Basically, nobody has ever seen anything like this before. Well, actually, not quite; yesterday I was chatting with a nonagenarian retired farmer from the nearby hamlet of Cooper. Had he ever seen anything like this before? Yes he had: the summer of ’49. (That’s 67 years ago, people! Not many of us can say we remember weather details from that far back.) There was no hay to harvest that year, and no hay to harvest means nothing to feed the cattle. He said the farmers got through the following winter by helping each other, handing over a couple of bales whenever they could spare them to someone even more in need than they were. “By the end of that winter, my cattle weren’t looking too good,” he concluded.
But let’s jump ahead 67 years and return to the drought of 2016. Raymond and I are coping like everyone else whose household is on a well – being very sparing with water use, planning to do laundry at the laundromat in town, and resigning ourselves to having a crispy brown lawn. And despite the drought, we found there were good things happening on the Manse’s modest acreage when we returned from our trip. For one, there are lots of little tomatoes on our heirloom tomato plants:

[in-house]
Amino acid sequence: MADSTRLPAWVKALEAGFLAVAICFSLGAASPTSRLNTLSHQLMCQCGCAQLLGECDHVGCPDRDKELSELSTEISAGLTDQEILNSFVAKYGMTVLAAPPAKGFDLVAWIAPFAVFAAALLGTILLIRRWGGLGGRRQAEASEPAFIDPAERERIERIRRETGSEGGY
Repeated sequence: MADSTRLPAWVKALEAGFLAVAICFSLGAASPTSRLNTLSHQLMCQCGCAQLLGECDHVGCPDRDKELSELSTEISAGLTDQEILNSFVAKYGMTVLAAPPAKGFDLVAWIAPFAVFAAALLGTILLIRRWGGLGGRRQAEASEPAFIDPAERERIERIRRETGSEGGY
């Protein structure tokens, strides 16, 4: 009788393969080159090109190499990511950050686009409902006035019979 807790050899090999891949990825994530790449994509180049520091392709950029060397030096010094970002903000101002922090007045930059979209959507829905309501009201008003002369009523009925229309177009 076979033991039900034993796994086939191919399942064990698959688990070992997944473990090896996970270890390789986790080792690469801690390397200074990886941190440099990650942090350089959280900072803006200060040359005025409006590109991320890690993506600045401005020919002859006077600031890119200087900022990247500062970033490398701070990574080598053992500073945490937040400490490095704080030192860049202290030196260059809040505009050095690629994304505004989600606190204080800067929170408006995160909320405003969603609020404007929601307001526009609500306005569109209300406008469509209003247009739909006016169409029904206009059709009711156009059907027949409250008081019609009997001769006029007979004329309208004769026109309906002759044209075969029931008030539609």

And my beloved phlox, which get a fair bid of shade, are looking not too bad:
And wonder of wonders (and thanks to a little bit of watering help from our neighbour Ed), the new shade garden that I put so much sweat and even blood into creating is not only not dead, but looking kind of okay!
And those are all good things. Plants can be hardy, through drought and other trials. And you know, so can people. Here is one more story out of my conversation yesterday with the farmer from Cooper that I think kind of says a lot. Believe it or not (given that we’re talking about heat and drought), it has to do with a hockey arena.